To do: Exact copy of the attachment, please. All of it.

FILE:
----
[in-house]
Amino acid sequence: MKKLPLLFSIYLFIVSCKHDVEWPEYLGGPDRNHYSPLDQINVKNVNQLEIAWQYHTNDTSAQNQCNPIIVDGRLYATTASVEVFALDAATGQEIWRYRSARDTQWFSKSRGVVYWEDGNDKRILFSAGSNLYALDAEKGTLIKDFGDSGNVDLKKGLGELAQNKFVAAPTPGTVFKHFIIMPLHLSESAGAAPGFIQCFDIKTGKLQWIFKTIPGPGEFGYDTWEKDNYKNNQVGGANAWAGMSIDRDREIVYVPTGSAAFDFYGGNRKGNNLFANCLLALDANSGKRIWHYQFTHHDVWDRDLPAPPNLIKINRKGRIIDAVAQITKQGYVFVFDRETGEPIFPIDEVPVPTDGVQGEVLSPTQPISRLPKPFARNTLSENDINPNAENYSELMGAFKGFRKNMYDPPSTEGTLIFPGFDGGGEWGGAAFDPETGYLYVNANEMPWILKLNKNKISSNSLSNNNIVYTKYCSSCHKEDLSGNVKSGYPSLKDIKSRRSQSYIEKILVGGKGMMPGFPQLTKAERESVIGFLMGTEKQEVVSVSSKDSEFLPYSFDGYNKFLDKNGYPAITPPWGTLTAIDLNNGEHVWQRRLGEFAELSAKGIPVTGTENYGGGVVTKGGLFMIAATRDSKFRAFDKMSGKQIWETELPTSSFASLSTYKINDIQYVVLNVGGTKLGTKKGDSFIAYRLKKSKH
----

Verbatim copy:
[in-house]
Amino acid sequence: MKKLPLLFSIYLFIVSCKHDVEWPEYLGGPDRNHYSPLDQINVKNVNQLEIAWQYHTNDTSAQNQCNPIIVDGRLYATTASVEVFALDAATGQEIWRYRSARDTQWFSKSRGVVYWEDGNDKRILFSAGSNLYALDAEKGTLIKDFGDSGNVDLKKGLGELAQNKFVAAPTPGTVFKHFIIMPLHLSESAGAAPGFIQCFDIKTGKLQWIFKTIPGPGEFGYDTWEKDNYKNNQVGGANAWAGMSIDRDREIVYVPTGSAAFDFYGGNRKGNNLFANCLLALDANSGKRIWHYQFTHHDVWDRDLPAPPNLIKINRKGRIIDAVAQITKQGYVFVFDRETGEPIFPIDEVPVPTDGVQGEVLSPTQPISRLPKPFARNTLSENDINPNAENYSELMGAFKGFRKNMYDPPSTEGTLIFPGFDGGGEWGGAAFDPETGYLYVNANEMPWILKLNKNKISSNSLSNNNIVYTKYCSSCHKEDLSGNVKSGYPSLKDIKSRRSQSYIEKILVGGKGMMPGFPQLTKAERESVIGFLMGTEKQEVVSVSSKDSEFLPYSFDGYNKFLDKNGYPAITPPWGTLTAIDLNNGEHVWQRRLGEFAELSAKGIPVTGTENYGGGVVTKGGLFMIAATRDSKFRAFDKMSGKQIWETELPTSSFASLSTYKINDIQYVVLNVGGTKLGTKKGDSFIAYRLKKSKH